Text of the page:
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Tuesday, July 18, 2006

cover of Pastwatch

Card displays his brilliance once again in a book that is both science fiction and history, both well-researched and truly "revisionist." In our future, the scattered remnants of humanity on Earth have developed a technology that enables them to see and hear the past, like a video camera that they can position any place and time they choose. Based on that technology, there is a world-wide organization called Pastwatch, which recruits talented scholars and historians to work on various projects. From one woman's study of slavery throughout history springs a new project; their investigation leads them to Christopher Columbus, and to the possibility that they might be able to change the past.

Eventually, the leaders of the Columbus project discover their technology can actually be used to send things back and alter the past-- although this would erase their own existence. One of the brilliant twists of this book (don't read if you don't want to know!) is their discovery that history has already been altered once: in an alternate past, Columbus led a successful crusade to free Constantinople, and the future people of that version of the past sent a holographic vision of the Trinity to send him West, in order to avert a terrible event: in their history, Europe was invaded by a South American empire that still practiced human sacrifice. So, the members of the Columbus project create a plan to alter history once again, but with a much more careful touch that will give the possibility for a more peaceful human future.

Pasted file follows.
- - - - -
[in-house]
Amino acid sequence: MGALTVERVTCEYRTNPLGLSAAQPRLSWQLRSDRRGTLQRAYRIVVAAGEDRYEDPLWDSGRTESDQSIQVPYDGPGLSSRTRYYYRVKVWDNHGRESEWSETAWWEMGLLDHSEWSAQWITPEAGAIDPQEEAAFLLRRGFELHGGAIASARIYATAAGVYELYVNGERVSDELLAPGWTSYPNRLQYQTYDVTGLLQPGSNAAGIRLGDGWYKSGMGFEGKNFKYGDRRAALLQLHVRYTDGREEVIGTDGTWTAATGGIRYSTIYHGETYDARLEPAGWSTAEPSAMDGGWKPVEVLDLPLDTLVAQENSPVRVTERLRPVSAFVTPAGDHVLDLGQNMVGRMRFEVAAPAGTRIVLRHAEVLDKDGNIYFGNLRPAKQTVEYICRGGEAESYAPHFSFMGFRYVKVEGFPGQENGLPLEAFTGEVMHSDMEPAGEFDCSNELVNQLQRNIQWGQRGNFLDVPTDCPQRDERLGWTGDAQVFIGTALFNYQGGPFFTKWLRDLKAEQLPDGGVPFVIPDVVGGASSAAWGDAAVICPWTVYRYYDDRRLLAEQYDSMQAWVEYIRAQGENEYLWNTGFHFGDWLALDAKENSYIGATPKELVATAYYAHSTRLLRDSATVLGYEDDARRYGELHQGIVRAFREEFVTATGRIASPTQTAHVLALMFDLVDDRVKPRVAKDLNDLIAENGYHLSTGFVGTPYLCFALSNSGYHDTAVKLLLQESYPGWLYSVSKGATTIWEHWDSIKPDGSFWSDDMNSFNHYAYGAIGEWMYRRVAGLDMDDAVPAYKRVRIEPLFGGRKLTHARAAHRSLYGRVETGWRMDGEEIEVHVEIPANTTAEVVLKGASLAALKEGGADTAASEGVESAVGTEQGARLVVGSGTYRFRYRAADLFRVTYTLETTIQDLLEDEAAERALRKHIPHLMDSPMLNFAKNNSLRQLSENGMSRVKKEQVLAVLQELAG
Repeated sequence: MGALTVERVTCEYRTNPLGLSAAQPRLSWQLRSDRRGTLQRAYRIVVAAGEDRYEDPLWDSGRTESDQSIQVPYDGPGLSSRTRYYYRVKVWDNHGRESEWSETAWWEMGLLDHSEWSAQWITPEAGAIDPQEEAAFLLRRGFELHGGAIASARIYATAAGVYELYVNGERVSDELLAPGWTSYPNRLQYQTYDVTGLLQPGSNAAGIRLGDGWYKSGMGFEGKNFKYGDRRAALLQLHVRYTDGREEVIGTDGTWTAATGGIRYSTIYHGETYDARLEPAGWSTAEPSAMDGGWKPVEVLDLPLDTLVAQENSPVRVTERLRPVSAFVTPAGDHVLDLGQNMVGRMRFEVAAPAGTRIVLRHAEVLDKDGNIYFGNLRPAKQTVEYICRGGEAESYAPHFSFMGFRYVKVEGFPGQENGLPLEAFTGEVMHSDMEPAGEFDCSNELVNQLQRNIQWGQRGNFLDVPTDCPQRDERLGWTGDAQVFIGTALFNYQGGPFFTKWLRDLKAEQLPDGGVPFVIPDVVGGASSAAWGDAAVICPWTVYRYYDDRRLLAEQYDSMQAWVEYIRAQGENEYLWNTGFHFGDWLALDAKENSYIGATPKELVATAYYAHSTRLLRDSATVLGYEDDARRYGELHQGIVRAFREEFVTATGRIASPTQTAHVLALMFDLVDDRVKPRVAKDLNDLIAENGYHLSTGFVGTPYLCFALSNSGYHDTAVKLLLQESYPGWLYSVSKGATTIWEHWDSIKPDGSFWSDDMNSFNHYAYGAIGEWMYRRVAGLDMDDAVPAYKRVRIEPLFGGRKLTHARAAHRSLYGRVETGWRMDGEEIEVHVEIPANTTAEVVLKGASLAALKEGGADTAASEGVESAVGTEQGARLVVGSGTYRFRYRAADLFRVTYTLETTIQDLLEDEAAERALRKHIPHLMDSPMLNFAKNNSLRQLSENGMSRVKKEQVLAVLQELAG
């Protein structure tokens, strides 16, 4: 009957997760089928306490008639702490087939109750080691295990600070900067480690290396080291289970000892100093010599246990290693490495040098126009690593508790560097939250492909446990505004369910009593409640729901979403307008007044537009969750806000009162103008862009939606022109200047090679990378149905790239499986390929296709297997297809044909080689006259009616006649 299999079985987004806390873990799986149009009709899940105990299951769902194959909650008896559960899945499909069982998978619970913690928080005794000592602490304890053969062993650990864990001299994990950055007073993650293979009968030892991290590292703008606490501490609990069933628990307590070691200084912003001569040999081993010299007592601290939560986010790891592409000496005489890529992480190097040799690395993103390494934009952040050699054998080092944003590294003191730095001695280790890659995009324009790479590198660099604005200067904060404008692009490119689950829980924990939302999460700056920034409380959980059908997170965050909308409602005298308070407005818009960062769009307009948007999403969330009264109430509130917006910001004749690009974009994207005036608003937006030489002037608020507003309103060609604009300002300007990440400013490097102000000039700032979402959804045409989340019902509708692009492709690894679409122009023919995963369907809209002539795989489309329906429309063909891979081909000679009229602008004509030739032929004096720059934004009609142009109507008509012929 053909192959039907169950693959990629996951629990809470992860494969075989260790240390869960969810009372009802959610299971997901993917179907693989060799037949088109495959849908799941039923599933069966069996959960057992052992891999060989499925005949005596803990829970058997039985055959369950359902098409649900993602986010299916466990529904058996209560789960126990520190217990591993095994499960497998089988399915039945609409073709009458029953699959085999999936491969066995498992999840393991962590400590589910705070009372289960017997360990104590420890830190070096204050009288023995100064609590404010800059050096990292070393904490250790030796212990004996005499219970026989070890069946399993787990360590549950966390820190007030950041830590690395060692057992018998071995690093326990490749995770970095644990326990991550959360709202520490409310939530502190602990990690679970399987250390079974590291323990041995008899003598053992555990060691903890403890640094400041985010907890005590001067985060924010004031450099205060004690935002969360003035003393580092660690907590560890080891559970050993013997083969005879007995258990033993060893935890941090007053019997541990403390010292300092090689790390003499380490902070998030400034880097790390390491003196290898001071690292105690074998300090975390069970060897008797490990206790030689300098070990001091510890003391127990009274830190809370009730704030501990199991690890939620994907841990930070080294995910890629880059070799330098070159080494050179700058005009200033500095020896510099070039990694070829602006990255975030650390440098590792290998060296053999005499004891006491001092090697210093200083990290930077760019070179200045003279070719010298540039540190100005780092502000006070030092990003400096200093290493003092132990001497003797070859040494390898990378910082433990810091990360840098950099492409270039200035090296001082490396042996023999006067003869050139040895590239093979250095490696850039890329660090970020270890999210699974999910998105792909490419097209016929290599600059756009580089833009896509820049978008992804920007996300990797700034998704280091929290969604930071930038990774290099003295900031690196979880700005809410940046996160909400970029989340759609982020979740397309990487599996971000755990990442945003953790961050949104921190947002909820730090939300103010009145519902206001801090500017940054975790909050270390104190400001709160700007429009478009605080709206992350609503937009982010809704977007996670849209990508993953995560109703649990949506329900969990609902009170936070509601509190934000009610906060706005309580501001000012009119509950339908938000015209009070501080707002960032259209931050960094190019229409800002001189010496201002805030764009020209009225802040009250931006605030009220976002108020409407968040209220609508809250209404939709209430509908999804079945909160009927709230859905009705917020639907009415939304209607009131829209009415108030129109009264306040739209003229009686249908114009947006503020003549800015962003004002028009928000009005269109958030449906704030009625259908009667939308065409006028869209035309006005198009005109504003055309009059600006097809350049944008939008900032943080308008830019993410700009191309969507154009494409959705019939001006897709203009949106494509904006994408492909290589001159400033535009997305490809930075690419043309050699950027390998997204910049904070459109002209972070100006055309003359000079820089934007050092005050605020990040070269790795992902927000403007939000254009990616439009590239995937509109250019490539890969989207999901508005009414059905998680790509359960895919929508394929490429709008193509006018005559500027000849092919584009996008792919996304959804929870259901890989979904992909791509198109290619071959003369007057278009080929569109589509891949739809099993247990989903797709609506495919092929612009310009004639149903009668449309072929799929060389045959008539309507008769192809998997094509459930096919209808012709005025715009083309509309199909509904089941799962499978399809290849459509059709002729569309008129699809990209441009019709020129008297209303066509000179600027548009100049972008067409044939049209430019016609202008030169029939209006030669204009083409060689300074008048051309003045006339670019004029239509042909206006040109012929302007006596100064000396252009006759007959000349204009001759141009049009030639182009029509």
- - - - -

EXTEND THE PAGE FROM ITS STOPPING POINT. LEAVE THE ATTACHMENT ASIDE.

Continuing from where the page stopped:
Interwoven with the stories of the future of Pastwatch are snippets from the life of Christopher Columbus. Card clearly did a significant amount of research, both on Columbus and on South America, and one of the most interesting ideas is his figure of Columbus as such an ambitious, passionate, charismatic man that could accomplish whatever he set his heart on, whether it was a crusade or a westward voyage, or peace.

Another aspect of this book that intrigued me was the proliferation of fascinating ideas. Pastwatch is really a community of scholars, and Card provides many of them with fascinating and plausible ideas of research-- one man's discovery of Atlantis and the origin of the flood story, another man's research into the South American cultures to discover the empire that was about to rise and never got the chance, and particularly one woman's approach to history: by moving backwards through the lives of the people she watched, instead of forward, she became more attuned to causes than effects. Perhaps Card is borrowing these ideas from other scholars, but it is astounding to me to see a writer throwing out so many different ideas, any one of which could occupy a scholar for years.

Title:Pastwatch: The Redemption of Christopher Columbus
Author:Orson Scott Card
Date published:1996
Genre:Science Fiction / Alternate History
Number of pages:416


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